For the past year, Daniel Poss has been helping make Juniper (4101 Laclede Avenue, 314-329-7696) one of St. Louis' most exciting restaurants in his role as executive sous chef. Now, he is tasked with leading those efforts in an even bigger role. On May 25, the restaurant announced that Poss has assumed the job of executive chef, replacing the highly regarded Matthew Daughaday, who had led Juniper's kitchen since January of 2020.
Though the change represents a new face in the kitchen's highest leadership position, Poss is no stranger to the team. Since last June, he has been working alongside Daughaday and owner John Perkins to craft a vision for the Southern restaurant that reflects the changes to the dining landscape brought about by the pandemic while emphasizing history and foodways. As he explains, he and Daughaday had such a good partnership, he feels that the change will be seamless.
"I can't speak highly enough of Matt; he's become one of my best friends in the world," Poss says. "Our relationship was so awesome right from the beginning because his vision for the menu and storytelling was the same as mine. Our backgrounds and techniques are different in some ways, but it came together for us to really sketch out the skeleton of how our menu is going to be. There is a ton of his influence on there, and I am not going to take those off. I don't want to fix anything that isn't broken."
For Poss, the executive chef position at Juniper feels like something he has been preparing for his entire career. A longtime cook who got serious about his culinary career following a successful turn as a professional drummer, Poss worked at esteemed kitchens throughout his hometown of Nashville, Tennessee, and honed his craft under several greats in the southern and low country food scene.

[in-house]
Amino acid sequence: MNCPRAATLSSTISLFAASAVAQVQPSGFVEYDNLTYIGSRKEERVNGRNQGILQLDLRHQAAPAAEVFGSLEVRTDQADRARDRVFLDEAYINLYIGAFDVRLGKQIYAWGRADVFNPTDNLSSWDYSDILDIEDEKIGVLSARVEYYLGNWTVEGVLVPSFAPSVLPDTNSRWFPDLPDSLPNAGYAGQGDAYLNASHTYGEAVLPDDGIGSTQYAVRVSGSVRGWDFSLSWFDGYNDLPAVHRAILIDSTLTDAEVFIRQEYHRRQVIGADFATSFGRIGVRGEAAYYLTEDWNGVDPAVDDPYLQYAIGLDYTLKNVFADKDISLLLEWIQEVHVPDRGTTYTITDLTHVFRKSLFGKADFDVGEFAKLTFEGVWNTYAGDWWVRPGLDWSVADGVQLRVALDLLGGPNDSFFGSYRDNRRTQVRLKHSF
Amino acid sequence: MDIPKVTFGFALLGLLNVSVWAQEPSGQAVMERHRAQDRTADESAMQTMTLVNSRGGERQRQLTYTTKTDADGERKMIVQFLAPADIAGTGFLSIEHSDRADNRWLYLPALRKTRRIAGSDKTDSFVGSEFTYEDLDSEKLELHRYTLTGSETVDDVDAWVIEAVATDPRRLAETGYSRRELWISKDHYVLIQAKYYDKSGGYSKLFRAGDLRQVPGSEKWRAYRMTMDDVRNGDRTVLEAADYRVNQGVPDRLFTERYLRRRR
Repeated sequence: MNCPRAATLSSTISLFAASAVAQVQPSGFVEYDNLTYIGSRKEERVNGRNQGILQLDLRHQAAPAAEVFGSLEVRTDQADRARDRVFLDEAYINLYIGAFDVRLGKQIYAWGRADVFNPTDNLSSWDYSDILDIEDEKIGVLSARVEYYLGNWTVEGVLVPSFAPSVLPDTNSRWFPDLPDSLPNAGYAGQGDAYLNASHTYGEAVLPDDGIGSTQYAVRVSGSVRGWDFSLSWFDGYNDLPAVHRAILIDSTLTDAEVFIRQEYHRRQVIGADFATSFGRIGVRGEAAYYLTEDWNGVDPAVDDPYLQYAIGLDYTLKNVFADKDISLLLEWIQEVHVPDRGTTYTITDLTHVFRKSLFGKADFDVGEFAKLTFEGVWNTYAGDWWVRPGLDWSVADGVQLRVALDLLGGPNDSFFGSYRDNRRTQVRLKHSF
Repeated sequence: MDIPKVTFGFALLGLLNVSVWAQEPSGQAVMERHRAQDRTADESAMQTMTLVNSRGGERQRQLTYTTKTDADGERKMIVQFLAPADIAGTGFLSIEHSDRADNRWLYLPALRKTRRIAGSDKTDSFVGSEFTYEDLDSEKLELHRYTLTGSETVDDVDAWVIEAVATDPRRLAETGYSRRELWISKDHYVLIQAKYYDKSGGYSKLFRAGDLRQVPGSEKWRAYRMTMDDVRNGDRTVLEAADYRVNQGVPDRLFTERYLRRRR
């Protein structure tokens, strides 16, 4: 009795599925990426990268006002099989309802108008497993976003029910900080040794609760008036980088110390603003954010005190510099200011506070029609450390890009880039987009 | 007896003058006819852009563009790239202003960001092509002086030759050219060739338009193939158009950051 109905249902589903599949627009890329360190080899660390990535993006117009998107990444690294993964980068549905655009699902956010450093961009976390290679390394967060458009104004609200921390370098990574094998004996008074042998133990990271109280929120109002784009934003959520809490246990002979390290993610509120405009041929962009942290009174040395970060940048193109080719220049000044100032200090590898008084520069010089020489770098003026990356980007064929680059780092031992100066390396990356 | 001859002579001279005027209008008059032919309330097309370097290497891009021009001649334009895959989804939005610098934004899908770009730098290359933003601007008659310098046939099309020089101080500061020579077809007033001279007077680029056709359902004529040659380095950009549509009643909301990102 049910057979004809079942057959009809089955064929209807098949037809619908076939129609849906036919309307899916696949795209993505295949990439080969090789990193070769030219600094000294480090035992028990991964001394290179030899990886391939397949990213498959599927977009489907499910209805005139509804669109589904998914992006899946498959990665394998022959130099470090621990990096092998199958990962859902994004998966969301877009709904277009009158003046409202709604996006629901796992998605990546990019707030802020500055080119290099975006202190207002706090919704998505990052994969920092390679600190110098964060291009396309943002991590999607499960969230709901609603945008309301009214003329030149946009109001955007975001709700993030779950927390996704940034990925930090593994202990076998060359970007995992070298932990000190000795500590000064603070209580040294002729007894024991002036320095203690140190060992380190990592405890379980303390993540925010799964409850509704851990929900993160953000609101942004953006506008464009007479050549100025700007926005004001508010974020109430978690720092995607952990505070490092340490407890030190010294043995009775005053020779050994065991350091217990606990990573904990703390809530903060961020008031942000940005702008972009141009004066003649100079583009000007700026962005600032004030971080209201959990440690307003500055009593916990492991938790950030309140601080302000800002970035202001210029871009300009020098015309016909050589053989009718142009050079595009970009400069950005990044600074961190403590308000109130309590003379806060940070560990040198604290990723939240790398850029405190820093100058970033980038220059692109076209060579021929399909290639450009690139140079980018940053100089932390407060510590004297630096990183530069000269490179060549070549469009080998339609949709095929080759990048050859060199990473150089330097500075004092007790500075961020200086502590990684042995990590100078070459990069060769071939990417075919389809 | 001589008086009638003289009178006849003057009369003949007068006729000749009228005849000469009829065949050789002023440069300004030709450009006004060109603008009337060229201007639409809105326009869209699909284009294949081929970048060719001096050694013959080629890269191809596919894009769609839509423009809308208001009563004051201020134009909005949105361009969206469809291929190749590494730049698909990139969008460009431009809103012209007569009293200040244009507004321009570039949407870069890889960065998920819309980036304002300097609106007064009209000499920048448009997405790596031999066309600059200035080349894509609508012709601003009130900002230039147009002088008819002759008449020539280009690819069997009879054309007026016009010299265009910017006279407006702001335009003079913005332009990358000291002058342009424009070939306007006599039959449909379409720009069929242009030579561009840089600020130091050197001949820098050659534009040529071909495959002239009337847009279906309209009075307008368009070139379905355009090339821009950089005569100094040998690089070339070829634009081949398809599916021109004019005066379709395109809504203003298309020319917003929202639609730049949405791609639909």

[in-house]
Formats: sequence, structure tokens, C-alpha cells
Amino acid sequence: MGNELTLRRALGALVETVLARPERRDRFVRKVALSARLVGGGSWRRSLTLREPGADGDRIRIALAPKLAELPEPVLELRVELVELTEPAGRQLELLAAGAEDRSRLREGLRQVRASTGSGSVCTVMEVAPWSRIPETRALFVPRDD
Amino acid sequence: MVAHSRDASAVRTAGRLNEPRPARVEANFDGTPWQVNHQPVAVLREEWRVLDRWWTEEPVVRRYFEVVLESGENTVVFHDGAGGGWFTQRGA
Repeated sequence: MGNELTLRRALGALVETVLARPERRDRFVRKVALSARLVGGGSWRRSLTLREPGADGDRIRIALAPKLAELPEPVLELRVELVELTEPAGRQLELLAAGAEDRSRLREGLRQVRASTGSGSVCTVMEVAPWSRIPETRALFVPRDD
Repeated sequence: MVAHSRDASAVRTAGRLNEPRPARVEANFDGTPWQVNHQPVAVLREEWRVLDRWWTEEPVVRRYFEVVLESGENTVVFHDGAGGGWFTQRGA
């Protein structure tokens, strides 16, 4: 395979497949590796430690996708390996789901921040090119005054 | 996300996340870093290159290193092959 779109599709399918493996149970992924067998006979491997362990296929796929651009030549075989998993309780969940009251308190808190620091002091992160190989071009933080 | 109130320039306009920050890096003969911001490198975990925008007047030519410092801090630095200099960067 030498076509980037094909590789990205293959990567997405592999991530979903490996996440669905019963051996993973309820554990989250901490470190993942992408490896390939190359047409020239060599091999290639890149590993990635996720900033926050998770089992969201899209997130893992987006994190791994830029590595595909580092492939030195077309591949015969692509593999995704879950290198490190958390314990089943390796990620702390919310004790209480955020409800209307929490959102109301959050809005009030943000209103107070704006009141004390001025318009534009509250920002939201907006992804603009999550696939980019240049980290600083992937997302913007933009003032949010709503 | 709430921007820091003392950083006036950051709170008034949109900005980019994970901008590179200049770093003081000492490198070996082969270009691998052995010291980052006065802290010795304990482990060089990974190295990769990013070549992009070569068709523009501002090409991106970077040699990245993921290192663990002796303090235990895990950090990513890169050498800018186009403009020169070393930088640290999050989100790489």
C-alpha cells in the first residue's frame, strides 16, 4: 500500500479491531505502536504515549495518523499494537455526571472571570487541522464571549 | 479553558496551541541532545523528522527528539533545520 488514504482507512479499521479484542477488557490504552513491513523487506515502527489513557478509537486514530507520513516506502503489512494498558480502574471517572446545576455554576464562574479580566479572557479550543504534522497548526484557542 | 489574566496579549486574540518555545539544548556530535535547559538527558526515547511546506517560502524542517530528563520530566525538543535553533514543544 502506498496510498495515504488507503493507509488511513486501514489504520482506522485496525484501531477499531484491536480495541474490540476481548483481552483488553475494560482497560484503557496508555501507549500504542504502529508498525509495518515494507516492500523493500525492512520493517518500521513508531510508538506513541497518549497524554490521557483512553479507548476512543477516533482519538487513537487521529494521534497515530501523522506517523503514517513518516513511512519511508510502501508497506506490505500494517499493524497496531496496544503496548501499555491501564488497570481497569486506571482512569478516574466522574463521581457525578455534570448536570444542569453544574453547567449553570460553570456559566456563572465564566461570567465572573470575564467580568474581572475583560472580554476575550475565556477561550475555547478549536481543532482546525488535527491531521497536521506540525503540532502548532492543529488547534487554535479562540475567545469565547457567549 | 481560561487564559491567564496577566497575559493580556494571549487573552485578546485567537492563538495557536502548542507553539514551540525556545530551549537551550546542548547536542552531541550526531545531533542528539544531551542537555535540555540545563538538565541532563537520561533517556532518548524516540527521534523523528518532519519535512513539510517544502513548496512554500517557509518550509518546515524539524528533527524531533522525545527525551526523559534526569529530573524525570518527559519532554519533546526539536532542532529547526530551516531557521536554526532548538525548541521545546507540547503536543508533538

Poss moved to St. Louis in 2017 to join his now-wife and immediately started working at Grace Meat + Three. For four years — from Grace's opening day of dinner service and through the first year-and-a-half of the pandemic — Poss played an integral role in the popular restaurant's success and honed his skills in its fast-paced environment. It was a wonderful opportunity, and Poss embraced every moment of it. However, when he had the chance to join Perkins and Daughaday at Juniper, Poss jumped. He believes it was one of the best decisions he's made in his culinary career.
"Matt and I collaborated on everything," Poss says. "If you'd watch us in the kitchen, it was like seeing two synchronized swimmers. We didn't have to say anything to each other all day because we just already knew what we needed. It was a very rare relationship."
Aside from the positive collaborative relationship with Daughaday, Poss has also been thrilled to be a part of Juniper's efforts to understand foodways and food history. Since he has arrived, the restaurant has increased its focus on understanding the intersection between food, history and culture and has been working with farmers on cultivating heritage produce and seeds that were once thought to be lost. As executive chef, he plans to do everything he can to tell the stories behind the Juniper's food and give credit where it is due — a commitment he feels makes Juniper more than only a place to get delicious southern food.
"We're going to keep holding up southern traditions and telling the stories and doing the research and giving the credit to the people who did the work of bringing these things to the southern U.S. during terrible times," Poss says. "People forget about that and take it for granted. I have a hard time when people say they are a southern restaurant without knowing where the food comes from and who was cooking it before you and what they were going through. There is a lot of emotional depth in all of it. The people who were making this before my grandmother and grandfather are where the credit needs to go."
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